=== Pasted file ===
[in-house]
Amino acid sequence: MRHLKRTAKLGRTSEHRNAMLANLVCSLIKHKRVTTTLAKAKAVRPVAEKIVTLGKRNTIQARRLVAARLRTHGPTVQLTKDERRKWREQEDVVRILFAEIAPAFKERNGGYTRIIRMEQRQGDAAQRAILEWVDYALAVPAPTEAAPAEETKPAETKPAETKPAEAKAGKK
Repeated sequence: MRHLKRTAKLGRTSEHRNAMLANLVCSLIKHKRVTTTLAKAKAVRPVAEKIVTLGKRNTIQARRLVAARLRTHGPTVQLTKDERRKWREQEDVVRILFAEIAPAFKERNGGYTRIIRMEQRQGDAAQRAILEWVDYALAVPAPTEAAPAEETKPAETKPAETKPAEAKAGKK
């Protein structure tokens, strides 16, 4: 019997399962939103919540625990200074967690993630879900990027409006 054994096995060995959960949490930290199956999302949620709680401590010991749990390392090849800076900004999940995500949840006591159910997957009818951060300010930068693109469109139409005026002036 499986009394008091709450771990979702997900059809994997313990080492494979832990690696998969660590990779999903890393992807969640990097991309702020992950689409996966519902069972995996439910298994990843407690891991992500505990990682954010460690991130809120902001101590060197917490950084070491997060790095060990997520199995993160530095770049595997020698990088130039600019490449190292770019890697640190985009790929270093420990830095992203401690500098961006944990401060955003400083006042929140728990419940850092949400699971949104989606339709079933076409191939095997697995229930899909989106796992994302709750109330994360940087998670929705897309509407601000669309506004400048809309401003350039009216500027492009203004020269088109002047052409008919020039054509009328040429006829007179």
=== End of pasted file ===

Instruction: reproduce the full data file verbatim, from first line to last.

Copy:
[in-house]
Amino acid sequence: MRHLKRTAKLGRTSEHRNAMLANLVCSLIKHKRVTTTLAKAKAVRPVAEKIVTLGKRNTIQARRLVAARLRTHGPTVQLTKDERRKWREQEDVVRILFAEIAPAFKERNGGYTRIIRMEQRQGDAAQRAILEWVDYALAVPAPTEAAPAEETKPAETKPAETKPAEAKAGKK
Repeated sequence: MRHLKRTAKLGRTSEHRNAMLANLVCSLIKHKRVTTTLAKAKAVRPVAEKIVTLGKRNTIQARRLVAARLRTHGPTVQLTKDERRKWREQEDVVRILFAEIAPAFKERNGGYTRIIRMEQRQGDAAQRAILEWVDYALAVPAPTEAAPAEETKPAETKPAETKPAEAKAGKK
């Protein structure tokens, strides 16, 4: 019997399962939103919540625990200074967690993630879900990027409006 054994096995060995959960949490930290199956999302949620709680401590010991749990390392090849800076900004999940995500949840006591159910997957009818951060300010930068693109469109139409005026002036 499986009394008091709450771990979702997900059809994997313990080492494979832990690696998969660590990779999903890393992807969640990097991309702020992950689409996966519902069972995996439910298994990843407690891991992500505990990682954010460690991130809120902001101590060197917490950084070491997060790095060990997520199995993160530095770049595997020698990088130039600019490449190292770019890697640190985009790929270093420990830095992203401690500098961006944990401060955003400083006042929140728990419940850092949400699971949104989606339709079933076409191939095997697995229930899909989106796992994302709750109330994360940087998670929705897309509407601000669309506004400048809309401003350039009216500027492009203004020269088109002047052409008919020039054509009328040429006829007179």